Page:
Heather will be whole again, but the time may be lengthy, she is in physiotherapy right now.  Smiling that big smile.  The weather is becoming more normal, the days are getting so much longer and the freeze is gone, the snow will soon be all gone.  We still have much to melt, but there are bare spots.  Heather has a metal dog kennel thingy that I put her in outside for short periods, she scratches and enjoys those little morsels of stuff that she finds.  She is my pal.  She is gonna be my fav girl in the chickenyard.  She will teach her babies to love the human being, the human being can be a trusted thing, this breed of chicken will go broody, and her and Micky will give us some beautiful young birds this upcoming summer.  Enjoy life.  Have a most wonderful and awesome day, attract great health.  Cindi

You will think that Heather looks ugileeeeee, but ugileeee is only in how one perceives......I don't think that Heather will ever had a "normal" beak, and the bump may never go down on the side of her face.  But her soul is as sweet as the honey from the hive.  She has put on weight and is growing like a bad weed.  She was born on September 28 with her other 14 brothers and sisters.  These were from eggs that I got from Brian D. Bray, when we went to his bee barbeque, they were incubated and the hatch was almost 98%, I was proud that day of these births.  I have some very beautiful birds growing here, I need to soon take pictures.  They are 4 months old and they are mostly roosters, smiling......a few hens in the group, but not many.  Pictures will come soon of these great birds.

I think that Heather may be be Light Brahma crossed with his Araucana, but am not too sure, she had very heavy looking neck feathers when she was younger.....

THis is what Heather originally looked like on December 12, last, before she got hurt by her fellow chickens/ducks -- whatever trompled on her.  This is where I thought she may be part Araucana.  Thoughts on breed, Brian B., welcomed here, smiling.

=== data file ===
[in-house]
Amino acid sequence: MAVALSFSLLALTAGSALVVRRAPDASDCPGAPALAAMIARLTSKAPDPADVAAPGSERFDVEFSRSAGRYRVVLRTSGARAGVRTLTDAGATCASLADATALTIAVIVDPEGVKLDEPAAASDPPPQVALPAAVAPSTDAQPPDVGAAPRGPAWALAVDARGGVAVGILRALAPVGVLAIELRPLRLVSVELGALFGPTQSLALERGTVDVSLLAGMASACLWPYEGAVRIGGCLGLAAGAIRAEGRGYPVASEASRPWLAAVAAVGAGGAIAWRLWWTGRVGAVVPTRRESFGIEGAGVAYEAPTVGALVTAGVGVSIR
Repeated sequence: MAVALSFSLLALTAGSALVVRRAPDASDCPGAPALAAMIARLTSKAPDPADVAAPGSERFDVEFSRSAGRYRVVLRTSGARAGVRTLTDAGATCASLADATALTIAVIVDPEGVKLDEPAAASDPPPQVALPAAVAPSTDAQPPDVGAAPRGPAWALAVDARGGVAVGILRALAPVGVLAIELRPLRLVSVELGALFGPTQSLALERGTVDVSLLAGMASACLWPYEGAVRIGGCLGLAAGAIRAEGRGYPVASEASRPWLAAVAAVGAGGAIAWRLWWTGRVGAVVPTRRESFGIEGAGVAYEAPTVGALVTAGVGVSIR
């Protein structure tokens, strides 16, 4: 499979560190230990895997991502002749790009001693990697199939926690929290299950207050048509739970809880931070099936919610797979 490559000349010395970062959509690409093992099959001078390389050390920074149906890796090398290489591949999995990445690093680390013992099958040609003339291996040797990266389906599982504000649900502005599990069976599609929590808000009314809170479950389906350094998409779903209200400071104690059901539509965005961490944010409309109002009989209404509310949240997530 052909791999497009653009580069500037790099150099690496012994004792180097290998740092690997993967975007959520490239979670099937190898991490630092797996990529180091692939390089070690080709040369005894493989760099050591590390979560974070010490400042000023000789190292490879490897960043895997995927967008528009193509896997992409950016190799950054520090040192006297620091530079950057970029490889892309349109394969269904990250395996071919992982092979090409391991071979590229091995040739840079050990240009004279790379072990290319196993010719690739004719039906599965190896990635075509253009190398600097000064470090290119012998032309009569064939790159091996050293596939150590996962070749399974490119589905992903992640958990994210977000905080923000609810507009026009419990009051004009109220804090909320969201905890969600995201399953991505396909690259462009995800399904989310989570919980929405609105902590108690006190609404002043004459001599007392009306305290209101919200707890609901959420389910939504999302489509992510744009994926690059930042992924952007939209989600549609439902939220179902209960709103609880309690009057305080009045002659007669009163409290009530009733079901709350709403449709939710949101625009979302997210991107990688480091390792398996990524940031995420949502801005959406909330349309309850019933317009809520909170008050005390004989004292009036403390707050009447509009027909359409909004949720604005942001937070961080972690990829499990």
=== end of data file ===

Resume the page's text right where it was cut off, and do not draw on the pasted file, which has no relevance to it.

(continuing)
This is Heather, approximately one month later, on January 23, last:











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There are strange things done in the midnight sun by the men who moil for gold.  The Arctic trails have their secret tales that would make your blood run cold.  The Northern Lights have seen queer sights, but the queerest they ever did see, what the night on the marge of Lake Lebarge, I cremated Sam McGee.  Robert Service
Natalie
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« Reply #4 on: January 30, 2009, 02:11:37 PM »

Cindi, I am glad to hear she is doing well.
She has cross beak, sometimes it inhibits their eating so badly that the chicks don't make it, she is doing well with it. It may take longer for her to eat and you will have to make sure the others don't eat all the food before she has a chance to get her fill when you throw them treats or whatever.
She definitely has light brahma in her. I am not sure about the auracana, she could have it in her but not have the features they normally exhibit such as a pea comb, tufts and usually rumpless, although sometimes the breed will throw a tailed chick with a clean face.
How long has she had the bump and swollen eye? It looks to be a cyst of somekind? Is it hard or soft?
Is the lump what is forcing her eye shut? Its hard to tell in the picture how far it goes up.
I am wondering if it could be lanced and drained and if so if it will allow her eye to open.
I wish you the best of luck with her, you are doing a great job.
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Jessaboo
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« Reply #5 on: January 30, 2009, 03:28:04 PM »

Cindi -

Congrats on her recovery! It sounds like you have done wonders with Heather!

I don't know nothin' 'bout chickens (yet - mine aren't getting here until spring) but I have been reading up a good bit and one of the things recommended for chicks and pullets who peck each other is to clip the beak - I wonder if this would be something that would work on Heather to help her eat better? If that top "c" of her beak was gone, would it allow her to get to forage or feed more easily?

Just a thought - it is clear her beak is quite wonky but if she doesn't mind it why should we!